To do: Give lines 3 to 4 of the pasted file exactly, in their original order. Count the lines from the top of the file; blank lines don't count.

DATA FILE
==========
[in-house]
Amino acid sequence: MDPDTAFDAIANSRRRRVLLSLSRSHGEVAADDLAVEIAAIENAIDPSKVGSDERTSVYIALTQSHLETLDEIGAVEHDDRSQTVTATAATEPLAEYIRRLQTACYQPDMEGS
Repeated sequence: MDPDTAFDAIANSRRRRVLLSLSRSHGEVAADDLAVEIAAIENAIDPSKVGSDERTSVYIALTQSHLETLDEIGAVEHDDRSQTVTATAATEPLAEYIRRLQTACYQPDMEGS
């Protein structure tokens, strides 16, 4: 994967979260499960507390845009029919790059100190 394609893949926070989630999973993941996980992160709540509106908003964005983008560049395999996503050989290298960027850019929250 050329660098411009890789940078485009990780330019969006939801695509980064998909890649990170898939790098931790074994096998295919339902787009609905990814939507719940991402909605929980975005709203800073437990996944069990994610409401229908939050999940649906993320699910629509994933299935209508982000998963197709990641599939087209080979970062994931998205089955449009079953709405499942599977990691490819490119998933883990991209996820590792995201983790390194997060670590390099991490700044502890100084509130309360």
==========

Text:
Repeated sequence: MDPDTAFDAIANSRRRRVLLSLSRSHGEVAADDLAVEIAAIENAIDPSKVGSDERTSVYIALTQSHLETLDEIGAVEHDDRSQTVTATAATEPLAEYIRRLQTACYQPDMEGS
């Protein structure tokens, strides 16, 4: 994967979260499960507390845009029919790059100190 394609893949926070989630999973993941996980992160709540509106908003964005983008560049395999996503050989290298960027850019929250 050329660098411009890789940078485009990780330019969006939801695509980064998909890649990170898939790098931790074994096998295919339902787009609905990814939507719940991402909605929980975005709203800073437990996944069990994610409401229908939050999940649906993320699910629509994933299935209508982000998963197709990641599939087209080979970062994931998205089955449009079953709405499942599977990691490819490119998933883990991209996820590792995201983790390194997060670590390099991490700044502890100084509130309360």